Fraud, murder, courage, and strong will are all words that can be linked to humanity. These words will often raise questions like, who did it, how they did it, or why. Can it be that the true answer to these questions lies in getting a better understanding of our human nature? Does man act according to his divine plan, or is he taught how to act? In analyzing the works of Hsün Tzu and Jean-Paul Sartre, I will determine which of these two philosophers offers the strongest foundation for living an ethical life in the modern era.
Hsün Tzu is one of the main founders of eastern philosophy and is considered one of the three great sages in China along with Mencius and Confucious. Tzu’s style of writing is poetic and easy to understand. In his writings, he repeats his main ideas constantly as if he were preaching. This is a style that we can identify as being used also by some of our politicians, teachers, and clergymen to name a few.
Tzu also states that, “ (man’s) goodness is the result of his activity” (198). This means that a man’s actions are what determine the goodness of such a man’s nature. However, Tzu explains that in reality man acts apparently good but only because his actions of goodness are born from selfish reasons. According to Tzu, because man’s nature is evil and his focus is on personal gain, man seeks the gain that comes from doing good. This idea continues to be argued today. One can find people in either side of this debate almost anywhere and anyplace. It is interesting to learn how his views on this matter originated from so long ago.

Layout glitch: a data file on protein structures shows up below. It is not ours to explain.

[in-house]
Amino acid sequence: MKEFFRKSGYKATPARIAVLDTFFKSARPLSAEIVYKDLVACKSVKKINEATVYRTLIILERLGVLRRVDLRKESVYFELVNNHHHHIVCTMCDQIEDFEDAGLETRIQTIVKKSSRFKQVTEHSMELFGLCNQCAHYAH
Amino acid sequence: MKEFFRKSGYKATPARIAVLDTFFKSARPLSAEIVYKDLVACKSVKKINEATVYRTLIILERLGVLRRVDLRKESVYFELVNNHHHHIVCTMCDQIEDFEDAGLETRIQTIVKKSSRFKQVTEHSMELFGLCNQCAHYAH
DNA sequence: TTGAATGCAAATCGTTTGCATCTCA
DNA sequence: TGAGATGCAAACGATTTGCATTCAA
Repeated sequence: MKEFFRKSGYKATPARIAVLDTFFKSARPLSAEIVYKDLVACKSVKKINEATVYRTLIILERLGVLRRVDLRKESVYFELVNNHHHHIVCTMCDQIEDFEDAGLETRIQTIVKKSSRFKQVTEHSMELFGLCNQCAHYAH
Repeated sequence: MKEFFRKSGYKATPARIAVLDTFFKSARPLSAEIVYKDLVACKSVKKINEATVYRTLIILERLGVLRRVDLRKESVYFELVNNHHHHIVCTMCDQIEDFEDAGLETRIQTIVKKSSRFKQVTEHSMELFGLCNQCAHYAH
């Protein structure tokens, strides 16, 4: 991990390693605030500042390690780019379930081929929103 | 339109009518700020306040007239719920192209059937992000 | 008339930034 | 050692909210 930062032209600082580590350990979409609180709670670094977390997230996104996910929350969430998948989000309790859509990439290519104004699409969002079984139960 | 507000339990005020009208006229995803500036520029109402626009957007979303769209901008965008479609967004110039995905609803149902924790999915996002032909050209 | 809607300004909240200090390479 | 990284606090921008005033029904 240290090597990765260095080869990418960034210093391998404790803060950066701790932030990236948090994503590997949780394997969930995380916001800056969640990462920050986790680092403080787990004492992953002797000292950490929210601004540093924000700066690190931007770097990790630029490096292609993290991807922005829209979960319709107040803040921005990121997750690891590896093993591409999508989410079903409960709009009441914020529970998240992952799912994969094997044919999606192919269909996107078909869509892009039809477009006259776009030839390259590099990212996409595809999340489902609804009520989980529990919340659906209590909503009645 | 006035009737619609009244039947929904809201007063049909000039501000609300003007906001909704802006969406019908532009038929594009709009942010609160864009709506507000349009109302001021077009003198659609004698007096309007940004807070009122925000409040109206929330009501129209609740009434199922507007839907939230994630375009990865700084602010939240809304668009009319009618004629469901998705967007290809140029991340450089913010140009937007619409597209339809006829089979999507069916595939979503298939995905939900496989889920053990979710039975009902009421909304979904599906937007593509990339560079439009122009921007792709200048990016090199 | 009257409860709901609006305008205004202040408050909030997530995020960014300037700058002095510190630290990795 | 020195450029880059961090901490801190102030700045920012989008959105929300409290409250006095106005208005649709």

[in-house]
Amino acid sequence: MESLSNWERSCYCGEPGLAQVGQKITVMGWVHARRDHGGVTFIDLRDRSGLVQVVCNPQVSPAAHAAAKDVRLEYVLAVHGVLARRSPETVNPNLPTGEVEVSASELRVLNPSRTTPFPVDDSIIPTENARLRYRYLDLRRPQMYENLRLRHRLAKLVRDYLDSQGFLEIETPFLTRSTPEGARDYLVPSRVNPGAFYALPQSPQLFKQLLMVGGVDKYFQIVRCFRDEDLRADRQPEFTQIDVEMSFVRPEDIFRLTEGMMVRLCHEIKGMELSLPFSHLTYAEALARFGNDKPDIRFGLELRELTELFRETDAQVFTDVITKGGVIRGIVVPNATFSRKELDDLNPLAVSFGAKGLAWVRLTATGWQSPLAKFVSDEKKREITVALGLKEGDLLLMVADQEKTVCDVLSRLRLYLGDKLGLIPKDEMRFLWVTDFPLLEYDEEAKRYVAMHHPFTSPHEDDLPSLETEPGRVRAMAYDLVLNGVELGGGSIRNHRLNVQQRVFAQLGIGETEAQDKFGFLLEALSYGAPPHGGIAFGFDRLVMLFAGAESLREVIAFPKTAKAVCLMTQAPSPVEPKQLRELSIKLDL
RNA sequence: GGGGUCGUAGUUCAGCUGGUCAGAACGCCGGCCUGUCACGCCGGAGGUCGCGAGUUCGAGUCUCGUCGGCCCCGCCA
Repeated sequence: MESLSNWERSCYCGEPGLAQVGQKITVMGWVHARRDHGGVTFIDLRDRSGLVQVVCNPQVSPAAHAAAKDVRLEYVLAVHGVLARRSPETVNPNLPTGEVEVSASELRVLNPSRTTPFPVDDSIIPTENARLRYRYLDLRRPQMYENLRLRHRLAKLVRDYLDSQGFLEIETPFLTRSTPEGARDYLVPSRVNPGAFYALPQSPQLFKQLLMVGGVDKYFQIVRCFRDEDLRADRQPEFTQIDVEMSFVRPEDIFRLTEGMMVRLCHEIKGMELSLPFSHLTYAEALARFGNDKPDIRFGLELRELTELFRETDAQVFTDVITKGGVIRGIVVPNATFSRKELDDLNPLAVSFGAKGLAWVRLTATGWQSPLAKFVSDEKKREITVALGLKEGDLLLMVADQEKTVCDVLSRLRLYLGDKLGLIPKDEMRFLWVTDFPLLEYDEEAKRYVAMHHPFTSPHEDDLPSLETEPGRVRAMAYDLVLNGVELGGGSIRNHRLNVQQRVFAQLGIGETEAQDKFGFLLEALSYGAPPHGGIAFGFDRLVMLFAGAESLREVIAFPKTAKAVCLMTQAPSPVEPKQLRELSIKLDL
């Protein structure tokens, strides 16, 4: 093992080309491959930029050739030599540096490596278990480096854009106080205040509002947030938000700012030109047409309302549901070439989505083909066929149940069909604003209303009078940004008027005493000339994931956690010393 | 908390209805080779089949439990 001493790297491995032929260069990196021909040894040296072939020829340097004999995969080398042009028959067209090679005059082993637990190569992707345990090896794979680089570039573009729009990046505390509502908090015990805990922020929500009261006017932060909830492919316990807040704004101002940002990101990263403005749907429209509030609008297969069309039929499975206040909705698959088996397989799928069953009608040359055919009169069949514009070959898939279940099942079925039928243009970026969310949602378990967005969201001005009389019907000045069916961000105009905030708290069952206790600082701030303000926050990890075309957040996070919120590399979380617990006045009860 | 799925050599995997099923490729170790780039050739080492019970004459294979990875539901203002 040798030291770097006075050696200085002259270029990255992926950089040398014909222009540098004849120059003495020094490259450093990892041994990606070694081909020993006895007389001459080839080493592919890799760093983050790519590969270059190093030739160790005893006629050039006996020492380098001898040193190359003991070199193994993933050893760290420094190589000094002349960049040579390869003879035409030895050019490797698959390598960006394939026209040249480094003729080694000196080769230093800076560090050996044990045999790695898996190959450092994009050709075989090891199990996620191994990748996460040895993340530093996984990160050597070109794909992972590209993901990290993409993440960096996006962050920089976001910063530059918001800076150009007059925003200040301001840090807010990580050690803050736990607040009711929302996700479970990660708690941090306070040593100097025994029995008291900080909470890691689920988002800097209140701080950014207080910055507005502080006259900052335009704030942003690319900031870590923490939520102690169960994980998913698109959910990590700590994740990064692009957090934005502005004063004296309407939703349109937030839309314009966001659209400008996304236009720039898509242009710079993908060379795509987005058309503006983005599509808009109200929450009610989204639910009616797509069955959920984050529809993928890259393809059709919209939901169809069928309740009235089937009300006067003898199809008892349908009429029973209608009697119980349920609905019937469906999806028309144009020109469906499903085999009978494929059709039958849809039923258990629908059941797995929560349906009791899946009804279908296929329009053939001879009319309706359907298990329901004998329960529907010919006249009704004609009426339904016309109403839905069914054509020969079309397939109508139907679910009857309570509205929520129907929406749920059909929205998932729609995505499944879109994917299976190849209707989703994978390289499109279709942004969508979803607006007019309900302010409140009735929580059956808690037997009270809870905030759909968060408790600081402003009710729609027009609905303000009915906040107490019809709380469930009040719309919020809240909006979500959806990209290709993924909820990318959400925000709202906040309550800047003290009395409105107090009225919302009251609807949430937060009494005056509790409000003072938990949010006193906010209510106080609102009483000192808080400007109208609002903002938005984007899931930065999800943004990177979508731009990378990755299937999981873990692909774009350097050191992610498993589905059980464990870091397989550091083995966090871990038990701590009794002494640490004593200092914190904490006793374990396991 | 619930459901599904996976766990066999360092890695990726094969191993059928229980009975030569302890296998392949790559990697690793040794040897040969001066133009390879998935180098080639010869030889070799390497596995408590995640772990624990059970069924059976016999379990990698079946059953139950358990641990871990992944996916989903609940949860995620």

Tzu explains that in order for men to reach goodness they must be taught the “Way” by the sages. The Way teaches men the path to righteousness and propriety, he says, “the nature of man is evil. It must depend on teachers and laws to become correct and achieve propriety and righteousness and then it becomes disciplined” (199). Learning the Way is how man can unlearn his evil nature. Similarly, in the world today this philosophy proves to be valuable since we still depend on the elders, on our community, our teachers, and pastors to teach us and younger generations the way to act in harmony with fellow man.
Jean Paul Sartre was a Western French philosopher and wrote some of his major works during World War II. His multiple styles of writing were in the forms of academic essays to novels and many others. He self-described as an atheistic existentialist who believes, “existence precedes essence, or that subjectivity must be the starting point” (143) that is, that man must make subjective choices in his life that are acceptable not only to himself but to others and not find any other excuses for himself.
Sartre explains that, “the existentialist does not think that man is going to help himself by finding in the world some omen by which to orient himself” (147) therefore, according to Sartre, man without God can no-longer use him as an excuse...